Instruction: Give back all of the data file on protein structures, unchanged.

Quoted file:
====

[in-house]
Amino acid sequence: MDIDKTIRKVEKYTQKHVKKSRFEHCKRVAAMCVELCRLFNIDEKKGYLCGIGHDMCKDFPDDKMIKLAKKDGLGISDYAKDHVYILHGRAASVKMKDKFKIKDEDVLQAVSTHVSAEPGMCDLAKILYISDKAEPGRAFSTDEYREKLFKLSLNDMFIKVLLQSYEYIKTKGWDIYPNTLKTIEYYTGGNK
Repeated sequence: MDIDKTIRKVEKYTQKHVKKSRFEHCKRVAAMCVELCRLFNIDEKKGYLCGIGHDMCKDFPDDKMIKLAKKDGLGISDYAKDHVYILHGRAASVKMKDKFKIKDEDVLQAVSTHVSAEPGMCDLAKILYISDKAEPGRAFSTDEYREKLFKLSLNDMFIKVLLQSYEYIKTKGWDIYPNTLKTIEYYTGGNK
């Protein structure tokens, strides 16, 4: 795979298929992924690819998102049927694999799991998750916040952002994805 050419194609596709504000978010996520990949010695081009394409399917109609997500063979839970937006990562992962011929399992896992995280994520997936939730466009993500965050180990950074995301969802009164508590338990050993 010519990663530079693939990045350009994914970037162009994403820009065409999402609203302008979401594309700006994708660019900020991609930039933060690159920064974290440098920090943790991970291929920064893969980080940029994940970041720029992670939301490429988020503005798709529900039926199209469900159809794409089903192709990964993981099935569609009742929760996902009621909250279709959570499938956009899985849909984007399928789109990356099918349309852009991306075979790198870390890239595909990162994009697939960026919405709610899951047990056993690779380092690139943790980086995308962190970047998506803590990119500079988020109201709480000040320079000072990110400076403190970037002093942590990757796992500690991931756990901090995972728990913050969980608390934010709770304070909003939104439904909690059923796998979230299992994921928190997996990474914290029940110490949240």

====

[in-house]
Amino acid sequence: MDIDKTIRKVEKYTQKHVKKSRFEHCKRVAAMCVELCRLFNIDEKKGYLCGIGHDMCKDFPDDKMIKLAKKDGLGISDYAKDHVYILHGRAASVKMKDKFKIKDEDVLQAVSTHVSAEPGMCDLAKILYISDKAEPGRAFSTDEYREKLFKLSLNDMFIKVLLQSYEYIKTKGWDIYPNTLKTIEYYTGGNK
Repeated sequence: MDIDKTIRKVEKYTQKHVKKSRFEHCKRVAAMCVELCRLFNIDEKKGYLCGIGHDMCKDFPDDKMIKLAKKDGLGISDYAKDHVYILHGRAASVKMKDKFKIKDEDVLQAVSTHVSAEPGMCDLAKILYISDKAEPGRAFSTDEYREKLFKLSLNDMFIKVLLQSYEYIKTKGWDIYPNTLKTIEYYTGGNK
């Protein structure tokens, strides 16, 4: 795979298929992924690819998102049927694999799991998750916040952002994805 050419194609596709504000978010996520990949010695081009394409399917109609997500063979839970937006990562992962011929399992896992995280994520997936939730466009993500965050180990950074995301969802009164508590338990050993 010519990663530079693939990045350009994914970037162009994403820009065409999402609203302008979401594309700006994708660019900020991609930039933060690159920064974290440098920090943790991970291929920064893969980080940029994940970041720029992670939301490429988020503005798709529900039926199209469900159809794409089903192709990964993981099935569609009742929760996902009621909250279709959570499938956009899985849909984007399928789109990356099918349309852009991306075979790198870390890239595909990162994009697939960026919405709610899951047990056993690779380092690139943790980086995308962190970047998506803590990119500079988020109201709480000040320079000072990110400076403190970037002093942590990757796992500690991931756990901090995972728990913050969980608390934010709770304070909003939104439904909690059923796998979230299992994921928190997996990474914290029940110490949240």